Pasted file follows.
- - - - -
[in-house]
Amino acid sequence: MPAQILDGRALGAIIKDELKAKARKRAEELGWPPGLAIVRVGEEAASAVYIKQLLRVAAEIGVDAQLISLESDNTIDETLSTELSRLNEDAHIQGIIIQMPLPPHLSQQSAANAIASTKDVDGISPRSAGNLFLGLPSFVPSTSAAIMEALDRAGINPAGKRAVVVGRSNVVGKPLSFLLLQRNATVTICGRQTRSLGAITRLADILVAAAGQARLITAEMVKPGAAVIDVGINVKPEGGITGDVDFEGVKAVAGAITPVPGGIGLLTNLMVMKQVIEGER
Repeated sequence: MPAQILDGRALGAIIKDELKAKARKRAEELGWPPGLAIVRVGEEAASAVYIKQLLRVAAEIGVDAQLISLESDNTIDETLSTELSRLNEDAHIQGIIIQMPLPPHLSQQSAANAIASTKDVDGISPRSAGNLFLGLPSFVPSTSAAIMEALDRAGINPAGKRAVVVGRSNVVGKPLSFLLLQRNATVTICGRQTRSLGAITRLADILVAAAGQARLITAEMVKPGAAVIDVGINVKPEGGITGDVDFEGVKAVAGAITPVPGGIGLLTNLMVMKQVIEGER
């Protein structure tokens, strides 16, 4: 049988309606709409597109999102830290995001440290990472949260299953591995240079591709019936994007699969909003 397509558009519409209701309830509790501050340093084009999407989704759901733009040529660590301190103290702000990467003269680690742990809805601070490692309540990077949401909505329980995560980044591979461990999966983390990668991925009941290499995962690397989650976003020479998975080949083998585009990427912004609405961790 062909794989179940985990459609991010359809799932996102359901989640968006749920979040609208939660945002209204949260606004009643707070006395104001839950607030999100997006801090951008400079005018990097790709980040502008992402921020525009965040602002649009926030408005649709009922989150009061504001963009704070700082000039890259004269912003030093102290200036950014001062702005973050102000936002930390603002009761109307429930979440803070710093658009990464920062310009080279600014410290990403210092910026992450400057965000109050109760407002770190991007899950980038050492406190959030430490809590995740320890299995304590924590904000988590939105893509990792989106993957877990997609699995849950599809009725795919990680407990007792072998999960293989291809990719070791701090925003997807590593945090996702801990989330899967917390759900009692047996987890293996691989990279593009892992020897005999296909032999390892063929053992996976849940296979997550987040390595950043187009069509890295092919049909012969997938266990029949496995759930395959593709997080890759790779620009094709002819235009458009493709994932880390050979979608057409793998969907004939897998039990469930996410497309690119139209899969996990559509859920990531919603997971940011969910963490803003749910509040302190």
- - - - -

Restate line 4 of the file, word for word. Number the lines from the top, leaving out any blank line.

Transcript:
């Protein structure tokens, strides 16, 4: 049988309606709409597109999102830290995001440290990472949260299953591995240079591709019936994007699969909003 397509558009519409209701309830509790501050340093084009999407989704759901733009040529660590301190103290702000990467003269680690742990809805601070490692309540990077949401909505329980995560980044591979461990999966983390990668991925009941290499995962690397989650976003020479998975080949083998585009990427912004609405961790 062909794989179940985990459609991010359809799932996102359901989640968006749920979040609208939660945002209204949260606004009643707070006395104001839950607030999100997006801090951008400079005018990097790709980040502008992402921020525009965040602002649009926030408005649709009922989150009061504001963009704070700082000039890259004269912003030093102290200036950014001062702005973050102000936002930390603002009761109307429930979440803070710093658009990464920062310009080279600014410290990403210092910026992450400057965000109050109760407002770190991007899950980038050492406190959030430490809590995740320890299995304590924590904000988590939105893509990792989106993957877990997609699995849950599809009725795919990680407990007792072998999960293989291809990719070791701090925003997807590593945090996702801990989330899967917390759900009692047996987890293996691989990279593009892992020897005999296909032999390892063929053992996976849940296979997550987040390595950043187009069509890295092919049909012969997938266990029949496995759930395959593709997080890759790779620009094709002819235009458009493709994932880390050979979608057409793998969907004939897998039990469930996410497309690119139209899969996990559509859920990531919603997971940011969910963490803003749910509040302190």